(Specifications subject to change without notice)


Pardner® Pump-Synthetic




ModelPardner® Pump-SyntheticAmmo12 Gauge (NP1-2S8)
20 Gauge (NP1-2S6)StockBlack synthetic with grooved fore-end and ventilated recoil pad.Barrel28" (12 Ga); 26" (20 Ga)ChamberUp to 3"Magazine Capacity5 (3-shot plug furnished)SightsBead front; drilled and tapped for scope baseChokeScrew-in ModifiedLength48-1/8" (12 Ga.) 46-1/8" (20 Ga.)Length of Pull14-1/4"Drop at Comb1-1/2"Drop at Heel2-1/2"Weight7-1/2 lbs.Owner's ManualDownload Owner's Manual
(Specifications subject to change without notice)


Pardner® Pump Compact




ModelPardner Pump CompactAmmo20 GaugeStockAmerican walnut (Shown, NP1-201)
Black Synthetic (NP1-2S1)
Full Dip Camo (NP1-2C1)Barrel21"ChamberUp to 3"Magazine Capacity5 (3-shot plug furnished)SightsBead front; drilled and tapped for scope baseChokeScrew-in ModifiedLength40"Length of Pull13"Drop at Comb1-1/2"Drop at Heel2-1/4"Weight6-1/2 lbs.Owner's ManualDownload Owner's Manual

I paid I think a grand total of $ 180.00 for the wood 20ga. and I give you my word it is well made and NICE !!!...A.H
 

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First shotgun I ever had was an Ithaca 66 single shot in 20 ga, bought with my own money I went out and earned myself cutting lawns and washing cars. Not that brought back a few happy memories!
 

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Discussion Starter · #15 ·
if you think you might want to eventually hunt with it, i would gravitate towards a pump gun.
I would never hunt with it, not one of my interests.

Just out of mere curiosity, why are you looking at single shots shotguns? Is there a specific reason or something or just because you like them? For what it's worth, I agree with LeftyO and .22guy and what they've expressed.
Why? The price (less than $150) of a single shot is lower than a similar quality pump it seems. Also, I suppose, I DO just like the look of them, the simplicity. I don't need much more than one shot for shooting watermelons and targets out with friends and family.


I'll take a look around at some of the pump-actions people have posted. I am favoring an H&R model so far.
 

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Your reasons for wanting a single shot are very valid. Cheap pump actions will more than likely be of much poorer quality than a single shot for just a bit less. H&R makes very good quality Single-Shot Shotguns.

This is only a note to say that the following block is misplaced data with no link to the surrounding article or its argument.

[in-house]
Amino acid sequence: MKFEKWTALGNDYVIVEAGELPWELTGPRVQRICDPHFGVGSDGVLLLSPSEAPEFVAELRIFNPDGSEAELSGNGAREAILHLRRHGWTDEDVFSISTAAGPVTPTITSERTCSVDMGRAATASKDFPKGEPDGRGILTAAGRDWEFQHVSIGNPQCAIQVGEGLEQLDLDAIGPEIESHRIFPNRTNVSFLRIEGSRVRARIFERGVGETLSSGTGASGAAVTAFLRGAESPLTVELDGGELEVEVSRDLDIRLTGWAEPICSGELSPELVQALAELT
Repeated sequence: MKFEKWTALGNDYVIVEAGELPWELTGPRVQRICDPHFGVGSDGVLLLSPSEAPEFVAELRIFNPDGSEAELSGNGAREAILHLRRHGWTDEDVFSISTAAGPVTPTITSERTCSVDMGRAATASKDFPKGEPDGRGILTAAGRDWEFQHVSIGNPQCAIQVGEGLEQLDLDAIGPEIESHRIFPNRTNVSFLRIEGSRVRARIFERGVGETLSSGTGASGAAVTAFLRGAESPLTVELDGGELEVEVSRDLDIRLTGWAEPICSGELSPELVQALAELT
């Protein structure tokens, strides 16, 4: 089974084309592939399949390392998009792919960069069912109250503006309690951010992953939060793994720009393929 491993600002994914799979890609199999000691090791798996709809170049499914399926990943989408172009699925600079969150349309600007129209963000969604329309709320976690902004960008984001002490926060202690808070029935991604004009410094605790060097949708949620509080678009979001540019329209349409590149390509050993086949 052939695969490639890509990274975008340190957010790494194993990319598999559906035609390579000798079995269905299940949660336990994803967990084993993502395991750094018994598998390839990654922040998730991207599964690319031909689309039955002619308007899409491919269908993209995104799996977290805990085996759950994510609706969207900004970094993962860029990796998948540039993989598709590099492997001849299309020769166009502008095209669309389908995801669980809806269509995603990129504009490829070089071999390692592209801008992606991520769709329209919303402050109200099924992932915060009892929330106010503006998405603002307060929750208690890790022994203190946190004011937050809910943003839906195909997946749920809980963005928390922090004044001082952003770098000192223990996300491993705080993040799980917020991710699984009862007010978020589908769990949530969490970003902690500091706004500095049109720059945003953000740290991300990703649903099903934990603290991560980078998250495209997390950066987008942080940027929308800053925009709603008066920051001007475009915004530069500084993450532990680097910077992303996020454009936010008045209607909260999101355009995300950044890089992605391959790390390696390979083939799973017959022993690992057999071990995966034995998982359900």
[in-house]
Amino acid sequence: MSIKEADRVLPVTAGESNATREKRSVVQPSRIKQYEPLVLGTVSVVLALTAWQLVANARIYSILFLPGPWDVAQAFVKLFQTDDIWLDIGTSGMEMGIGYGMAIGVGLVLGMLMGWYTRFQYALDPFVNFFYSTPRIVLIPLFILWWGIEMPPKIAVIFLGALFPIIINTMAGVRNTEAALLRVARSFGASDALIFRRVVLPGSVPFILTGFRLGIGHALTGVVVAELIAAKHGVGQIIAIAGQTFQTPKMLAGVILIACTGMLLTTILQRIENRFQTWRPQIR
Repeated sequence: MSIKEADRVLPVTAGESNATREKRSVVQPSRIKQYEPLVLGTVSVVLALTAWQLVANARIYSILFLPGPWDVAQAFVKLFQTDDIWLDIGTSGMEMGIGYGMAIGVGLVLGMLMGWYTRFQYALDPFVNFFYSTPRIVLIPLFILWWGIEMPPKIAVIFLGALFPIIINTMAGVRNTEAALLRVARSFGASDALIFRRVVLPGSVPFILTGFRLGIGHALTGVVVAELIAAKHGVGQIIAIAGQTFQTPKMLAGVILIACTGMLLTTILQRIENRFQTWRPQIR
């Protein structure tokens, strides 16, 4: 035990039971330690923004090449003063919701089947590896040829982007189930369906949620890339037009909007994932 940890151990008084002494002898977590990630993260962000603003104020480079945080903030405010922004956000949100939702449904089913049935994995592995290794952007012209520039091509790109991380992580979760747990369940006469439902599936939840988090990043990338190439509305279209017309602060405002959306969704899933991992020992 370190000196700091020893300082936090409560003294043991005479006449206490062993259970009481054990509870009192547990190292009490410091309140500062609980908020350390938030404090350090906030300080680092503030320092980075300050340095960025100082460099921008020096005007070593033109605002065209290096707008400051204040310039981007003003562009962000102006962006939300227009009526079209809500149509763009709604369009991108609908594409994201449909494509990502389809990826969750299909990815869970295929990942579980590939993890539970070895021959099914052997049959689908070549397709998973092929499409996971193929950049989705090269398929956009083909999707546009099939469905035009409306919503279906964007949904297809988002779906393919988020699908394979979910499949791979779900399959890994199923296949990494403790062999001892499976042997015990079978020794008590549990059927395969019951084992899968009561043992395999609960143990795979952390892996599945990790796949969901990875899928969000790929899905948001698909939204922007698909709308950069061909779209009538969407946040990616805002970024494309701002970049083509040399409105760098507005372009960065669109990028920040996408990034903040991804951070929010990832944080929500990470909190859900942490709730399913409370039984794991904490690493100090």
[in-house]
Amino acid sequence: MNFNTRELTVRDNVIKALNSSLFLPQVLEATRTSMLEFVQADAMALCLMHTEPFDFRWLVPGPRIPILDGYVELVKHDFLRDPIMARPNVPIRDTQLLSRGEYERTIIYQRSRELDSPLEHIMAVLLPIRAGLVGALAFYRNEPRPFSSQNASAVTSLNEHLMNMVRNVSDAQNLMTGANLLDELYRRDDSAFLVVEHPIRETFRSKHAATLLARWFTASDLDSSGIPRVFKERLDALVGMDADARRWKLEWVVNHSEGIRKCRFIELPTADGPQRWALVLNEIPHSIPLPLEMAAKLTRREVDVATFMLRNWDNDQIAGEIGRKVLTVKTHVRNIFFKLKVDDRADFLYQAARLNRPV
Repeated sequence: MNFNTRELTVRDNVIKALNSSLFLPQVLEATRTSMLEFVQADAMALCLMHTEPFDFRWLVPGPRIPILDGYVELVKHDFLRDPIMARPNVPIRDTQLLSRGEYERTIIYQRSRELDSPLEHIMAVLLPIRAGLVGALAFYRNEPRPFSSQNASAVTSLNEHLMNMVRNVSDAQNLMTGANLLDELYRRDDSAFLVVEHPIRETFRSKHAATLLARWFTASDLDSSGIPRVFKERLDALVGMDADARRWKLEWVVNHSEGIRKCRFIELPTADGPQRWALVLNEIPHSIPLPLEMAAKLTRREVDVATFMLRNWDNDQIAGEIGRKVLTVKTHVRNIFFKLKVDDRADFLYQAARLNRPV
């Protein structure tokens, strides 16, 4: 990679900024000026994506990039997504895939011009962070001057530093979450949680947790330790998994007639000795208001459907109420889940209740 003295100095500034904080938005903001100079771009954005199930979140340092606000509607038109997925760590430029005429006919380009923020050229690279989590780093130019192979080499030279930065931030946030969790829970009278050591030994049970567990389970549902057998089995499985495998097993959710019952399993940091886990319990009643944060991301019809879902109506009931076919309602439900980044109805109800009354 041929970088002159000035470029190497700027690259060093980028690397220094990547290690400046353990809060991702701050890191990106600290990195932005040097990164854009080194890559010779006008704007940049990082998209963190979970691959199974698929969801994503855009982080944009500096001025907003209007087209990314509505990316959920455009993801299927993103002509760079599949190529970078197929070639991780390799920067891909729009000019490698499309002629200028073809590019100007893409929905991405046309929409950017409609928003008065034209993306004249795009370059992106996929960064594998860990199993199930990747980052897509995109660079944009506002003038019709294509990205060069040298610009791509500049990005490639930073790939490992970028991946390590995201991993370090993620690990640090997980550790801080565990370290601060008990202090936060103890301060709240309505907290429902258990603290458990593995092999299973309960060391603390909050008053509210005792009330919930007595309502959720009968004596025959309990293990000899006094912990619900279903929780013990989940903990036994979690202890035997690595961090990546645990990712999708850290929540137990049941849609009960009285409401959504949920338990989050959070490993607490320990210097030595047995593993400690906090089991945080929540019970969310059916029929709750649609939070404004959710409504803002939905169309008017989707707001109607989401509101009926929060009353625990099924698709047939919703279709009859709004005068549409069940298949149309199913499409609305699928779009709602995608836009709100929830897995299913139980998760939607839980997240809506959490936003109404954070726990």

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Nothing wrong with the singles, they have few parts to break and are simple to check for loaded or not. I started my boys with singles in the 70's and the guns are still in ex. shape. I suggest you start with a 20ga as it kicks less than the 12 but patterns better than the 4.10 and is easy to find shells for, unlike the 28 or 16.
 

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All good advice.My only experience with a single shot was many years ago. I took a buddies young son, about 15, out duck hunting and he had a single shot 12 guage. He couldn't hit a tree with this gun. I let him use my 1200, and within several shots he had his first duck. I tried his single and with shooting 2 3/4" #4 magnums, this gun was a HANDFUL! The poor kid was scared of the recoil it delivered, and with good reason. He wasn't a big kid, and this gun his dad bought for his son's first gun was a doozy!
 

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I probably wouldn't get a 12ga in single-shot because of recoil issues, but once you add a bit of weight, like with an over/under or pump action even, the recoil is very manageable.
 

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Hey Bravo the H&R-NEF Pardner Pump is a very nice shotgun, fit and finish is excellent.
As dumb as this may sound I bought mine out of curiosity after looking it over and what not it is a nice shotgun.
Andrew Cockran another member here bought one and he says the same about his.
I wanted the compact but due to barrel leght I ordered the adult size.
And where you'll know the 20ga's are scaled down to what 20ga. size should be.
These shotguns are Remington 870 clones with all parts interchangeable except on the 20ga maybe.
Andrew bought his for $120.00 I think he said...A.H